# Sort three variables

**Sort three variables**

You are encouraged to solve this task according to the task description, using any language you may know.

**Sorting Algorithm**

This is a sorting algorithm. It may be applied to a set of data in order to sort it.

**O(**

*n*log*n*) SortsHeapsort | Mergesort | Quicksort

**O(**

*n*log^{2}*n*) SortsShell Sort

**O(**

*n*^{2}) SortsBubble sort | Cocktail sort | Comb sort | Gnome sort | Insertion sort | Selection sort | Strand sort

**Other Sorts**

Bead sort | Bogosort | Counting sort | Pancake sort | Permutation sort | Radix sort | Sleep sort | Stooge sort |

**Sort three variables**

- Task

Sort (the values of) three variables (**X**, **Y**, and **Z**) that contain any value (numbers and/or literals).

If that isn't possible in your language, then just sort numbers (and note if they can be floating point, integer, or other).

I.E.: (for the three variables **x**, **y**, and **z**), where:

x = 'lions, tigers, and' y = 'bears, oh my!' z = '(from the "Wizard of OZ")'

After sorting, the three variables would hold:

x = '(from the "Wizard of OZ")' y = 'bears, oh my!' z = 'lions, tigers, and'

For numeric value sorting, use:

I.E.: (for the three variables **x**, **y**, and **z**), where:

x = 77444 y = -12 z = 0

After sorting, the three variables would hold:

x = -12 y = 0 z = 77444

The variables should contain some form of a number, but specify if the algorithm used can be for floating point or integers. Note any limitations.

The values may or may not be unique.

The method used for sorting can be any algorithm; the goal is to use the most idiomatic in the computer programming language used.

More than one algorithm could be shown if one isn't clearly the better choice.

One algorithm could be:

Θ store the three variablesx,y, andzinto an array (or a list)A

Θ sort (the three elements of) the arrayA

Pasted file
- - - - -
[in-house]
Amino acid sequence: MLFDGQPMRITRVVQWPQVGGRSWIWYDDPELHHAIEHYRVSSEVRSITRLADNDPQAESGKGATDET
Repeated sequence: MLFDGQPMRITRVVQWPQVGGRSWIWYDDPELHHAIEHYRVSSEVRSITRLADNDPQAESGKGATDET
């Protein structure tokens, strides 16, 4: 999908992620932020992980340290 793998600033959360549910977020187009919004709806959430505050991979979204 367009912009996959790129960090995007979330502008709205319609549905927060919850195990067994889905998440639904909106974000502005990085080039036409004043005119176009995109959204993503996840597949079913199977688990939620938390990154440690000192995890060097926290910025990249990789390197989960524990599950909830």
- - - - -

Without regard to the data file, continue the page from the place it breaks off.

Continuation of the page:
Θ extract the three elements from the array and place them in the variablesx,y, andzin order of extraction

Show the results of the sort here on this page using at least the values of those shown above.

## Contents

## ALGOL 68[edit]

This uses Algol 68's UNION facility which allows a variable to have values of a number of types whilst maintaining Algol 68's strong-typing.

Assignment allows any value of one of the UNION MODEs to be directly assigned to the variable.
When using the variable, its MODE (type) and value must be tested and extracted using a CASE construct.

As the task only requires sorting three values, we use a simple, three-element specific sort routine.

BEGIN

# MODE that can hold integers and strings - would need to be extended to #

# allow for other types #

MODE INTORSTRING = UNION( INT, STRING );

# returns TRUE if a is an INT, FALSE otherwise #

OP ISINT = ( INTORSTRING a )BOOL: CASE a IN (INT): TRUE OUT FALSE ESAC;

# returns TRUE if a is an INT, FALSE otherwise #

OP ISSTRING = ( INTORSTRING a )BOOL: CASE a IN (STRING): TRUE OUT FALSE ESAC;

# returns the integer in a or 0 if a isn't an integer #

OP TOINT = ( INTORSTRING a )INT: CASE a IN (INT i): i OUT 0 ESAC;

# returns the string in a or "" if a isn't a string #

OP TOSTRING = ( INTORSTRING a )STRING: CASE a IN (STRING s): s OUT "" ESAC;

# returns TRUE if a < b, FALSE otherwise #

# a and b must have the same type #

PRIO LESSTHAN = 4;

OP LESSTHAN = ( INTORSTRING a, b )BOOL:

IF ISSTRING a AND ISSTRING b THEN

# both strings #

TOSTRING a < TOSTRING b

ELIF ISINT a AND ISINT b THEN

# both integers #

TOINT a < TOINT b

ELSE

# different MODEs #

FALSE

FI # LESSTHAN # ;

# exchanges the values of a and b #

PRIO SWAP = 9;

OP SWAP = ( REF INTORSTRING a, b )VOID: BEGIN INTORSTRING t := a; a := b; b := t END;

# sorts a, b and c #

PROC sort 3 = ( REF INTORSTRING a, b, c )VOID:

BEGIN

IF b LESSTHAN a THEN a SWAP b FI;

IF c LESSTHAN a THEN a SWAP c FI;

IF c LESSTHAN b THEN b SWAP c FI

END # sort 3 # ;

# task test cases #

INTORSTRING x, y, z;

x := "lions, tigers, and";